At the Reel East Texas Film Festival, the city of Kilgore and its artists play a leading role
Updated: Jan 16, 2020
Kilgore, TX – a small historic town 100 miles East of Dallas might seem like an unlikely event spot, but as the hosts of the Rangerette’s Revels annual Spring show and the Texas Shakespeare Festival, Kilgore is an experienced host city. Now, the city of Kilgore can add the Reel East Texas Film Festival to its list of cultural experiences.
The Reel East Texas Film Festival was founded in 2017 by Chip Hale. A filmmaker himself, Hale returned to Kilgore (his hometown) to shoot a documentary in 2013. Even though he planned to move back to Los Angeles upon the completion of the film, he ended up getting work in Kilgore and made a home there. Now, he’s the Director of Reel East Texas Film Festival, and along with that, the management, restoration and revival of Kilgore’s historic buildings. Together with the city of Kilgore and Executive Producer Steve Shirey and Producer James Draper, Hale is committed to supporting independent films, and highlighting the unique aspects of Kilgore that make it an ideal location for filmmaking.
Kilgore’s Texan Theater is one of the highlights of the festival. In fact, Shirey shared how the space was pivotal in his involvement with the film festival: “I showed up [at the Texan Theater] for the lighting of the theaters’ neon signs. I became aware that evening that Mr. Hale was in the process of forming a film festival and that he was attempting to actually use the Texan Theater. So, we started meeting - our first meeting was in the Texan around this time in 2017. I remember standing there going, how is this possible? and by November we were showing movies.”
Hale and Shirey shared that the renovations of the historic buildings not only highlight the local history, they also serve as an avenue to honor local artists. The Old Post Office building, which is the ‘Reel Lounge’ during the 3-day event, has been designed with the comfort of filmmakers in mind. Decorated with mid-century modern furniture and local fine art, the Reel Lounge is the festival’s social epicenter.
Shirey and Hale were particularly excited to tell us about Bill Phinnie – a painter from Kilgore who is exhibited in the Old Post Office building. Hale shared, “About a month after I met Steve, he was telling us about [his artist friend] Bill Phinnie, and that his art was going to be on display at the Longview Museum of Fine Arts. So, James and I went over to the post office – and you’d have to see it to realize how large the walls are – and Bill Phinnie just happens to make very large art. So, as we were leaving the Longview Museum, we just had the idea to see about getting Bill’s art in there.” After his death, Phinnie’s collection of paintings was bequeathed to a dear friend, who promised to keep the collection intact. The Old Post Office is where The Phinnie Collection is currently displayed, but in the near future, Shirey hopes to give the paintings a wider audience.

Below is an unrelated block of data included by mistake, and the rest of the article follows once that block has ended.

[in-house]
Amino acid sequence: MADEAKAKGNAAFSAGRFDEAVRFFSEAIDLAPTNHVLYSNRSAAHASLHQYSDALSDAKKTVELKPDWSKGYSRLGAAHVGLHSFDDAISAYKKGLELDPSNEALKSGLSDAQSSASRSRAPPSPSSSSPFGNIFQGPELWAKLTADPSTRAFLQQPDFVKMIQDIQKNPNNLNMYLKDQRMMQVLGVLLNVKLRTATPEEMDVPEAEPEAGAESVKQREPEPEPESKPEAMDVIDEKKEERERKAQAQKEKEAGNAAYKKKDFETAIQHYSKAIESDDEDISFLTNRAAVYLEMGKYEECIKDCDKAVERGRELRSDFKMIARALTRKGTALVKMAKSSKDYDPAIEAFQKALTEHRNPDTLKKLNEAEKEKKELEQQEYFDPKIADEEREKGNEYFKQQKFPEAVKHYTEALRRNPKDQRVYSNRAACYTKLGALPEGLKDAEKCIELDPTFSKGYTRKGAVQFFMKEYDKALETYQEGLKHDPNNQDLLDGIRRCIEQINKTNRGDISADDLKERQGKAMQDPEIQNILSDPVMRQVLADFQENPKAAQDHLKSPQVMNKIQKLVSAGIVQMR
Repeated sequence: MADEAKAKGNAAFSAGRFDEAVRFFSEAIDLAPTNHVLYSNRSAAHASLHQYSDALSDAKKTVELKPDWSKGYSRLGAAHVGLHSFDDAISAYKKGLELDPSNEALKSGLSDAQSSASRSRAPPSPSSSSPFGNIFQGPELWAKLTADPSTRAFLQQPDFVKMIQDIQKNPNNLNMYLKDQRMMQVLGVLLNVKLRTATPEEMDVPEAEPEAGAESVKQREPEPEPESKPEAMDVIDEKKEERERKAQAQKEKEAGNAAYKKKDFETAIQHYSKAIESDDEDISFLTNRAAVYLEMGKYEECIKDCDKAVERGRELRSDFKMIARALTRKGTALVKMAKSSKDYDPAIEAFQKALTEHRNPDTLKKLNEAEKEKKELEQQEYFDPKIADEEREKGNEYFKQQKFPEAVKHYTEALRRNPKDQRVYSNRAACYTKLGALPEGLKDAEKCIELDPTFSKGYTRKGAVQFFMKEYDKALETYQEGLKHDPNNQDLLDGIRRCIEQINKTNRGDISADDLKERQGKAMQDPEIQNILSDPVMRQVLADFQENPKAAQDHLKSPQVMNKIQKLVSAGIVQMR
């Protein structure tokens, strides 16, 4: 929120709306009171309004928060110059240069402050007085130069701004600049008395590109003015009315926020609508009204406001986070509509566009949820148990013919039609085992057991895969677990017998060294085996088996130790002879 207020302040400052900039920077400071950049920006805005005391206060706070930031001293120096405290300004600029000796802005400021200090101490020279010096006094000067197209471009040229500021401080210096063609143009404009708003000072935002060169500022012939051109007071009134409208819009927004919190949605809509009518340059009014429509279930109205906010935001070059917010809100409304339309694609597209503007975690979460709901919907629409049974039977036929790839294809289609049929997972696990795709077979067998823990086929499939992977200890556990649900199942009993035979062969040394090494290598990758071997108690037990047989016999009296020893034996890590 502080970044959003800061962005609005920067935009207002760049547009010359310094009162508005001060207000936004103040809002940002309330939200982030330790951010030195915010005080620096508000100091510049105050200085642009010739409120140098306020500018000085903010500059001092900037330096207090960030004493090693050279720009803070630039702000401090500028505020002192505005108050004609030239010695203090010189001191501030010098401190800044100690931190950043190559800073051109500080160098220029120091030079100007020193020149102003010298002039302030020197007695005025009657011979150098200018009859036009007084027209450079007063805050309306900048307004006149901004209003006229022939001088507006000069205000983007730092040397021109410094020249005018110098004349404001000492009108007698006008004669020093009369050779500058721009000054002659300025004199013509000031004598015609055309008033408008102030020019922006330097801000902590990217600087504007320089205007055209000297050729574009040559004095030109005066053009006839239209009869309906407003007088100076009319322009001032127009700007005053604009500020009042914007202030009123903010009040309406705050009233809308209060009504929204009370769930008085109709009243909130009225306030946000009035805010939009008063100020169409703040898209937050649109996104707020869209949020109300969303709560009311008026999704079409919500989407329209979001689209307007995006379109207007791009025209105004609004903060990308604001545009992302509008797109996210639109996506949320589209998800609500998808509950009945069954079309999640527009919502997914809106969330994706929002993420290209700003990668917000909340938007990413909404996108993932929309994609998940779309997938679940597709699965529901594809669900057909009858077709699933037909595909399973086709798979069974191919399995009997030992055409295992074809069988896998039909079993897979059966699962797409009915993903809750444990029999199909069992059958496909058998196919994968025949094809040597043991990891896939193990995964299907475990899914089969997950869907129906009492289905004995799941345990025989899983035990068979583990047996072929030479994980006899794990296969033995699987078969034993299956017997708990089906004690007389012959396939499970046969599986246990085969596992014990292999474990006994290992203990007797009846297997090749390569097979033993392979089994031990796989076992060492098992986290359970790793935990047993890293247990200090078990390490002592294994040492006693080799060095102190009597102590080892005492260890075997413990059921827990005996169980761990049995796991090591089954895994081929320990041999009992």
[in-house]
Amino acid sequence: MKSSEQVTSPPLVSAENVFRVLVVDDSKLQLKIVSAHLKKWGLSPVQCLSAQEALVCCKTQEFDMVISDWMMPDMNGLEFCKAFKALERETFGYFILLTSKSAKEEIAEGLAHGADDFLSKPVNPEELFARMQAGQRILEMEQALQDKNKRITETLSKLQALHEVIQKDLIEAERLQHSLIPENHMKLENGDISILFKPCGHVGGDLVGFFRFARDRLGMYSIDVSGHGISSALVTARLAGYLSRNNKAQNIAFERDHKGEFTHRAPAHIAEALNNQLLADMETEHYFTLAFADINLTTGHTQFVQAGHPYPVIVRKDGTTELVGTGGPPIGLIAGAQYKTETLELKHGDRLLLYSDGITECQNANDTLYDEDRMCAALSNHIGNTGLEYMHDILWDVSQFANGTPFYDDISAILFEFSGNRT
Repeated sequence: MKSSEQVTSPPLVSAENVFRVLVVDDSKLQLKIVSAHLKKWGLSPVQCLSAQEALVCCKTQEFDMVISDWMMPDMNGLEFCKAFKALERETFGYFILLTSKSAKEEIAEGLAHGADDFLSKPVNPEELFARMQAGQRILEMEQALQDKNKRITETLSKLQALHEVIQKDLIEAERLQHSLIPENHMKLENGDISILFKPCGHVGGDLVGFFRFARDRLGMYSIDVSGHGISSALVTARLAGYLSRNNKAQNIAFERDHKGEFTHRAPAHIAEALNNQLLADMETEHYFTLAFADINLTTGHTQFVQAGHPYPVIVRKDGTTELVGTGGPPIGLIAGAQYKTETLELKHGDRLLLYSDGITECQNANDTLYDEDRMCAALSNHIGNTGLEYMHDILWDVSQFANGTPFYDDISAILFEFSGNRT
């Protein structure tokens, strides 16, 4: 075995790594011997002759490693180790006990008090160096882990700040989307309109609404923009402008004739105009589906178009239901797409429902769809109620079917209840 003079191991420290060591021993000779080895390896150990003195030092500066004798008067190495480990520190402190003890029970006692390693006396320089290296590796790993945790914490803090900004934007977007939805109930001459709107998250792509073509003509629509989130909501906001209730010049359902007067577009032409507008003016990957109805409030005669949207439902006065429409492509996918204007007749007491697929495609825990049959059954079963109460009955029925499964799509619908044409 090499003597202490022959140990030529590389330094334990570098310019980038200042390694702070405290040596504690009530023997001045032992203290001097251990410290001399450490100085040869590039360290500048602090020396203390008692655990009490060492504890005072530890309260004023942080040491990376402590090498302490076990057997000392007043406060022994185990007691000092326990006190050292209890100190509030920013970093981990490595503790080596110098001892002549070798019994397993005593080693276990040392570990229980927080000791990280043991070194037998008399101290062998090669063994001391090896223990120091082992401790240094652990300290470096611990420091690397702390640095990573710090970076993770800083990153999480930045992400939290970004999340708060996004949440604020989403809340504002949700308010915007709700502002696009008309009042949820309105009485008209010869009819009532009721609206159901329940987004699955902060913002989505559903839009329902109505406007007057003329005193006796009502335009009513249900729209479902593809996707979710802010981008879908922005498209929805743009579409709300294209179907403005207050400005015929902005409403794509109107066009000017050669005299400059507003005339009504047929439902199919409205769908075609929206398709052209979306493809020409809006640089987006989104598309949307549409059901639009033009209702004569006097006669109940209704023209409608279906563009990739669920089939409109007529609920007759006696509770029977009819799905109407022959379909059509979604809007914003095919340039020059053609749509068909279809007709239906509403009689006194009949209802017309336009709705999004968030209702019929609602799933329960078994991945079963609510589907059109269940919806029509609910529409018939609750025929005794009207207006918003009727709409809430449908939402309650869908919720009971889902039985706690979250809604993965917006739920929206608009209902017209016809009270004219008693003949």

The evolution of the Texan Theater and the Old Post Office is ongoing. Shirey and Hale share a vision that the buildings will play a large role in establishing Kilgore as a cultural destination.
In addition to aiding in the revival of Kilgore’s history, the Reel East Texas Film Festival also illuminates the local filmmaking scene. Hale told us, “We’re really trying to create a film industry here. For example, the first year we held the festival, we had one movie that was from the 903-area code. Last year, I think we maybe had two films [from the 903-area code]. This year, we have an entire block of films that are from the 903 area. Now, in our third year, we’re continually getting more and more East Texas films. But I don't know if local filmmakers know that they can do it on the larger level here in Kilgore. That's something that we're trying to facilitate for them.”
Along with the Texas films, this year’s festival boasts new films from all over the United States and international submissions. A juried festival, there are about 96 films, plus a filmmaker panel and Awards Ceremony. Shirey shared one of his favorite aspects of the film festival when he told us, “We just seek to have a diverse group of people able to learn things about each other, and about the city of Kilgore - the art, and the venues. I think that it is the variety of not only the films, but of the crowd itself being a combination of film makers, curiosity seekers, history buffs, you know, people of different interests. I’m proud that in our first couple of years with the festival, we’ve been able to show the work of Bill Phinni and the Reel Lounge. It’s a retreat for not only filmmakers, but a venue of choice for our visitors.”
In less than 2 hours, D/FW residents can be in the picturesque town, and Hale shared that many D/FW citizens not only travel to Kilgore for events, but that the festival includes Dallas area films and filmmakers. Running November 14 – 17 in Kilgore, Texas, the Reel East Texas Film Festival is a hidden gem with rich artistic offerings. For tickets and showtimes, be sure to visit: http://reeleasttexas.com.